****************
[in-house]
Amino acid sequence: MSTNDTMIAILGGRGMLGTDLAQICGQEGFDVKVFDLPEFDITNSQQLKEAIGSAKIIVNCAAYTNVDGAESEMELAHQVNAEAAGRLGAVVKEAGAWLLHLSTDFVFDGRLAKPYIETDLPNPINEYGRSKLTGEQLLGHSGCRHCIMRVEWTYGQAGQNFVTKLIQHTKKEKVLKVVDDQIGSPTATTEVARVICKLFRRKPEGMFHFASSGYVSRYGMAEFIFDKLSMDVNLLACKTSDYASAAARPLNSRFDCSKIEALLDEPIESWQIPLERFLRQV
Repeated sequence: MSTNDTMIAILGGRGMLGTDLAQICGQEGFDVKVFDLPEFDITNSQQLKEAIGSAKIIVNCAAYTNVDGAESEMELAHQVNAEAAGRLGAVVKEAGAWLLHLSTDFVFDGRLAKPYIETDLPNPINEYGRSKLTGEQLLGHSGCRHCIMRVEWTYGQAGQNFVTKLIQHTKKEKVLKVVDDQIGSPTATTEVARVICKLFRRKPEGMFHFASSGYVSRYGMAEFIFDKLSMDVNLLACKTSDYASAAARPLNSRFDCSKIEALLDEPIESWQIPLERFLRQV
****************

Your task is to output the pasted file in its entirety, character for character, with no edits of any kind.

[in-house]
Amino acid sequence: MSTNDTMIAILGGRGMLGTDLAQICGQEGFDVKVFDLPEFDITNSQQLKEAIGSAKIIVNCAAYTNVDGAESEMELAHQVNAEAAGRLGAVVKEAGAWLLHLSTDFVFDGRLAKPYIETDLPNPINEYGRSKLTGEQLLGHSGCRHCIMRVEWTYGQAGQNFVTKLIQHTKKEKVLKVVDDQIGSPTATTEVARVICKLFRRKPEGMFHFASSGYVSRYGMAEFIFDKLSMDVNLLACKTSDYASAAARPLNSRFDCSKIEALLDEPIESWQIPLERFLRQV
Repeated sequence: MSTNDTMIAILGGRGMLGTDLAQICGQEGFDVKVFDLPEFDITNSQQLKEAIGSAKIIVNCAAYTNVDGAESEMELAHQVNAEAAGRLGAVVKEAGAWLLHLSTDFVFDGRLAKPYIETDLPNPINEYGRSKLTGEQLLGHSGCRHCIMRVEWTYGQAGQNFVTKLIQHTKKEKVLKVVDDQIGSPTATTEVARVICKLFRRKPEGMFHFASSGYVSRYGMAEFIFDKLSMDVNLLACKTSDYASAAARPLNSRFDCSKIEALLDEPIESWQIPLERFLRQV